(1.1) Ax = b,
where A is a nonsingular N — N matrix, b ∈ RN is given, and
x— = A’1 b ∈ RN
is to be found.
Throughout this chapter x will denote a potential solution and {xk }k≥0 the
sequence of iterates. We will denote the ith component of a vector x by (x)i
(note the parentheses) and the ith component of xk by (xk )i . We will rarely
need to refer to individual components of vectors.
In this chapter · will denote a norm on RN as well as the induced matrix
norm.
Definition 1.1.1. Let · be a norm on RN . The induced matrix norm
of an N — N matrix A is de¬ned by
A = max Ax .
x =1

Induced norms have the important property that
Ax ¤ A x.
Recall that the condition number of A relative to the norm · is
A’1 ,
κ(A) = A
is the lp norm
where κ(A) is understood to be in¬nite if A is singular. If ·
« 1/p
N
|(x)i |p 
=
x p
j=1

3

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4 ITERATIVE METHODS FOR LINEAR AND NONLINEAR EQUATIONS

we will write the condition number as κp .
Most iterative methods terminate when the residual

r = b ’ Ax

is su¬ciently small. One termination criterion is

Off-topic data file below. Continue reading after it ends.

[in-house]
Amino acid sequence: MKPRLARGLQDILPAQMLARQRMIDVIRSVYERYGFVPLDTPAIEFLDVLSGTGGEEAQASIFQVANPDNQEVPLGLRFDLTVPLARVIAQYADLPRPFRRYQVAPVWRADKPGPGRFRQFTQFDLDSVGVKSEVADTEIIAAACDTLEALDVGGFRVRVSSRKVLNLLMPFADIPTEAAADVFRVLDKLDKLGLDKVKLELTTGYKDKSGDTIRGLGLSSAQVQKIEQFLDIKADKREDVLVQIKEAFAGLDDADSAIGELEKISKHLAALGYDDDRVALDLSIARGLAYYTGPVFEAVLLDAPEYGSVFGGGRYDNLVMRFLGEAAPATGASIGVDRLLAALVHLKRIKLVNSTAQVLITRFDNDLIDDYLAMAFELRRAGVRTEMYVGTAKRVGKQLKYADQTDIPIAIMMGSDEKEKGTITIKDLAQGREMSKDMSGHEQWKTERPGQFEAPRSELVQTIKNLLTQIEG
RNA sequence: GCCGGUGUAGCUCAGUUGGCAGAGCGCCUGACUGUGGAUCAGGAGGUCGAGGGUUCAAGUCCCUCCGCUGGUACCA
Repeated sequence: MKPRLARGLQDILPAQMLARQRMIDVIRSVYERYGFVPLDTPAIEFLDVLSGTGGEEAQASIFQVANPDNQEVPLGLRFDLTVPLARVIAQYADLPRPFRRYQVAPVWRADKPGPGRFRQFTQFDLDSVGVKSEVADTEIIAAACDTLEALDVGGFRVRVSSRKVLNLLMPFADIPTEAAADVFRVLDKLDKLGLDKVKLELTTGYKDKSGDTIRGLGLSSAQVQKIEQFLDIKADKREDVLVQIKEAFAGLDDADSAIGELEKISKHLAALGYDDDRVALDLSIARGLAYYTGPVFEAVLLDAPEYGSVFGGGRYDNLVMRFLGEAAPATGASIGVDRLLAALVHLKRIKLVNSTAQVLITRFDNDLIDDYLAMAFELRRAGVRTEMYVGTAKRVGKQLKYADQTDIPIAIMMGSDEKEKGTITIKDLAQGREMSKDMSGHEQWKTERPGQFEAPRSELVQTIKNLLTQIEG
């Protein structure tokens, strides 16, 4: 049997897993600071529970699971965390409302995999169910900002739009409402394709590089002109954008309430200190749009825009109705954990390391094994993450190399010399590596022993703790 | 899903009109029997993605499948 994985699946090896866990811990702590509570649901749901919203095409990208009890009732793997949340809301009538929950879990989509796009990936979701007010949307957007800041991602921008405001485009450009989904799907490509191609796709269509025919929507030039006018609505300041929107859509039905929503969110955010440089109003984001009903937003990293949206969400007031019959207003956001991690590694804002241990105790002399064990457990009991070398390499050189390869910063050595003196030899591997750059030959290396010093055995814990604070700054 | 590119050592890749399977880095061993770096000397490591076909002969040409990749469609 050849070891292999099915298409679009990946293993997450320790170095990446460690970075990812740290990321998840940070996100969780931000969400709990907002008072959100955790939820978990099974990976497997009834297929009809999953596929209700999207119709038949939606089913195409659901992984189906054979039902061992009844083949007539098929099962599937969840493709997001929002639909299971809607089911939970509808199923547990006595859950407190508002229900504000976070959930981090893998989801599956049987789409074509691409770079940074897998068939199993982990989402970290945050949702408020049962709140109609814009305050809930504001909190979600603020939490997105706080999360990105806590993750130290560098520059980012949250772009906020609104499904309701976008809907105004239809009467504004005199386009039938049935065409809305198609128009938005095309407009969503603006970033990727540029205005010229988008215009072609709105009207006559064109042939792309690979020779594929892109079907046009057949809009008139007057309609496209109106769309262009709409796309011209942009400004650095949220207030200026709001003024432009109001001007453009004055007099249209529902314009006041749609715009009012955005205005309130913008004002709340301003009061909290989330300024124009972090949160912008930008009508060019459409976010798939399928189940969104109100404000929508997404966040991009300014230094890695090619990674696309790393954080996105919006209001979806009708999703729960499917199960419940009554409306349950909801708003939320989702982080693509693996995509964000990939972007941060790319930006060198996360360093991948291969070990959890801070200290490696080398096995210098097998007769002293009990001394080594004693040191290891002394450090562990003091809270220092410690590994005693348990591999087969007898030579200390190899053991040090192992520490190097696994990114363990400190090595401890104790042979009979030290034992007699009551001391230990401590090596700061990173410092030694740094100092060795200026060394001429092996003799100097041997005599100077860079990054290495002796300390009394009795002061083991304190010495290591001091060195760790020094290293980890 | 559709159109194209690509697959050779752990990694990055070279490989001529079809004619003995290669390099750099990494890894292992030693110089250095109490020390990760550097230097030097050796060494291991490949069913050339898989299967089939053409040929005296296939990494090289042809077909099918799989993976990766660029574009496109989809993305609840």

rk
(1.2) < „,
r0

which can be related to the error

e = x ’ x—

in terms of the condition number.
Lemma 1.1.1. Let b, x, x0 ∈ RN . Let A be nonsingular and let x— = A’1 b.

e r
(1.3) ¤ κ(A) .
e0 r0

Proof. Since
r = b ’ Ax = ’Ae

we have
e = A’1 Ae ¤ A’1 Ae = A’1 r

and
r0 = Ae0 ¤ A e0 .

Hence
A’1 r
e r
¤ = κ(A) ,
A ’1 r0
e0 r0

as asserted.
The termination criterion (1.2) depends on the initial iterate and may result
in unnecessary work when the initial iterate is good and a poor result when the
initial iterate is far from the solution. For this reason we prefer to terminate
the iteration when
rk
(1.4) < „.
b

The two conditions (1.2) and (1.4) are the same when x0 = 0, which is a
common choice, particularly when the linear iteration is being used as part of
a nonlinear solver.



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5
BASIC CONCEPTS

1.2. The Banach Lemma and approximate inverses
The most straightforward approach to an iterative solution of a linear system
is to rewrite (1.1) as a linear ¬xed-point iteration. One way to do this is to
write Ax = b as